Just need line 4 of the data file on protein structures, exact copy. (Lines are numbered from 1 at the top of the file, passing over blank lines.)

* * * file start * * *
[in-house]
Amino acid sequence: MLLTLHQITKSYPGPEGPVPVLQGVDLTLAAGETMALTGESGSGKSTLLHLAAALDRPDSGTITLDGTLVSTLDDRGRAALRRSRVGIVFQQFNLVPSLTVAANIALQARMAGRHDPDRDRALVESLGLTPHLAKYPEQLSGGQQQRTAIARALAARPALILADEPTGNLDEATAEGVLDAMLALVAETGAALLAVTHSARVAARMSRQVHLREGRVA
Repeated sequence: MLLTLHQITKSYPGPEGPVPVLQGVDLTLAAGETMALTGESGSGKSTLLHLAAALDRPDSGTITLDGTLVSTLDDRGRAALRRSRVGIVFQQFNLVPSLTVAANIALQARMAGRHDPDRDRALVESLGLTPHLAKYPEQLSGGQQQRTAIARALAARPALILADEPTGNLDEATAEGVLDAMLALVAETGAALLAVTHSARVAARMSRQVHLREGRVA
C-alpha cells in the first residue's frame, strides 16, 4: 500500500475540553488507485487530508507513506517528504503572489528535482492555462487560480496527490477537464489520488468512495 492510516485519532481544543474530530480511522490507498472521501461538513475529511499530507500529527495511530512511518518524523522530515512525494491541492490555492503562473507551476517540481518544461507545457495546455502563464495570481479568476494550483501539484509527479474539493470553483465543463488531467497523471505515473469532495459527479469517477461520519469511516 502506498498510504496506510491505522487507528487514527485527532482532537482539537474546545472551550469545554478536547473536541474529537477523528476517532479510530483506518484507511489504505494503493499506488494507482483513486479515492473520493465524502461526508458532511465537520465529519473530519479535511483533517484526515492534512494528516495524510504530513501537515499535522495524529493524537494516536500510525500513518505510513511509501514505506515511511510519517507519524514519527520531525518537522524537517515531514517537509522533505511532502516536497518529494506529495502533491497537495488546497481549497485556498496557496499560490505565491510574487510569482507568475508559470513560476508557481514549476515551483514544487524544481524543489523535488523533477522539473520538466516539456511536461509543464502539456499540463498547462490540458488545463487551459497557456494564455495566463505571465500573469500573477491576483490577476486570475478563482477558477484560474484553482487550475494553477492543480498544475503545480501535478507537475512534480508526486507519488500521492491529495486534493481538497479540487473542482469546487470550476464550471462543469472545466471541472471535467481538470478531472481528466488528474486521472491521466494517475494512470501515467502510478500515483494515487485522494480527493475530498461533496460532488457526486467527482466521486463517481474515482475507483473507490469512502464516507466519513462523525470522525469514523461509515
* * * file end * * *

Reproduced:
C-alpha cells in the first residue's frame, strides 16, 4: 500500500475540553488507485487530508507513506517528504503572489528535482492555462487560480496527490477537464489520488468512495 492510516485519532481544543474530530480511522490507498472521501461538513475529511499530507500529527495511530512511518518524523522530515512525494491541492490555492503562473507551476517540481518544461507545457495546455502563464495570481479568476494550483501539484509527479474539493470553483465543463488531467497523471505515473469532495459527479469517477461520519469511516 502506498498510504496506510491505522487507528487514527485527532482532537482539537474546545472551550469545554478536547473536541474529537477523528476517532479510530483506518484507511489504505494503493499506488494507482483513486479515492473520493465524502461526508458532511465537520465529519473530519479535511483533517484526515492534512494528516495524510504530513501537515499535522495524529493524537494516536500510525500513518505510513511509501514505506515511511510519517507519524514519527520531525518537522524537517515531514517537509522533505511532502516536497518529494506529495502533491497537495488546497481549497485556498496557496499560490505565491510574487510569482507568475508559470513560476508557481514549476515551483514544487524544481524543489523535488523533477522539473520538466516539456511536461509543464502539456499540463498547462490540458488545463487551459497557456494564455495566463505571465500573469500573477491576483490577476486570475478563482477558477484560474484553482487550475494553477492543480498544475503545480501535478507537475512534480508526486507519488500521492491529495486534493481538497479540487473542482469546487470550476464550471462543469472545466471541472471535467481538470478531472481528466488528474486521472491521466494517475494512470501515467502510478500515483494515487485522494480527493475530498461533496460532488457526486467527482466521486463517481474515482475507483473507490469512502464516507466519513462523525470522525469514523461509515